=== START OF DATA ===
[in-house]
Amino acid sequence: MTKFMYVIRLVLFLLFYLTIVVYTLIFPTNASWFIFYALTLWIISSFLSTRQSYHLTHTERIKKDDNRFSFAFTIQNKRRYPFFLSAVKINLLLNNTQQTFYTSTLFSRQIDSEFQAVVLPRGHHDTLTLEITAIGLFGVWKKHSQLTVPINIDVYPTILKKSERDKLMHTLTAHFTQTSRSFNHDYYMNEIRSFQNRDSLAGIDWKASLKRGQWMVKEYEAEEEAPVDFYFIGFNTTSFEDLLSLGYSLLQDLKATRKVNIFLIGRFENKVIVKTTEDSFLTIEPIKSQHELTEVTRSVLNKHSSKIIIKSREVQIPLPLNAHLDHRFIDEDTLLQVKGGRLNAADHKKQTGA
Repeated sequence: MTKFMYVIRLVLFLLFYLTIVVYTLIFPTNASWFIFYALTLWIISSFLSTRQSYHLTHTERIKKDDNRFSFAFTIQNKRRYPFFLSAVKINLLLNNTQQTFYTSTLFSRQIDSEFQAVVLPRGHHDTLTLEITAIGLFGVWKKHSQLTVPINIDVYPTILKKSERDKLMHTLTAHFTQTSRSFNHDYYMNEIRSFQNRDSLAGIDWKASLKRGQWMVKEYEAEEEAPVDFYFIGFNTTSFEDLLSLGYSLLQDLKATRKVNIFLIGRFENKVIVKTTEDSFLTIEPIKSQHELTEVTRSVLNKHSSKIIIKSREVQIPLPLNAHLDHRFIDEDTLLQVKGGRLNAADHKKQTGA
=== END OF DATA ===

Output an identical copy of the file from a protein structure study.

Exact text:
[in-house]
Amino acid sequence: MTKFMYVIRLVLFLLFYLTIVVYTLIFPTNASWFIFYALTLWIISSFLSTRQSYHLTHTERIKKDDNRFSFAFTIQNKRRYPFFLSAVKINLLLNNTQQTFYTSTLFSRQIDSEFQAVVLPRGHHDTLTLEITAIGLFGVWKKHSQLTVPINIDVYPTILKKSERDKLMHTLTAHFTQTSRSFNHDYYMNEIRSFQNRDSLAGIDWKASLKRGQWMVKEYEAEEEAPVDFYFIGFNTTSFEDLLSLGYSLLQDLKATRKVNIFLIGRFENKVIVKTTEDSFLTIEPIKSQHELTEVTRSVLNKHSSKIIIKSREVQIPLPLNAHLDHRFIDEDTLLQVKGGRLNAADHKKQTGA
Repeated sequence: MTKFMYVIRLVLFLLFYLTIVVYTLIFPTNASWFIFYALTLWIISSFLSTRQSYHLTHTERIKKDDNRFSFAFTIQNKRRYPFFLSAVKINLLLNNTQQTFYTSTLFSRQIDSEFQAVVLPRGHHDTLTLEITAIGLFGVWKKHSQLTVPINIDVYPTILKKSERDKLMHTLTAHFTQTSRSFNHDYYMNEIRSFQNRDSLAGIDWKASLKRGQWMVKEYEAEEEAPVDFYFIGFNTTSFEDLLSLGYSLLQDLKATRKVNIFLIGRFENKVIVKTTEDSFLTIEPIKSQHELTEVTRSVLNKHSSKIIIKSREVQIPLPLNAHLDHRFIDEDTLLQVKGGRLNAADHKKQTGA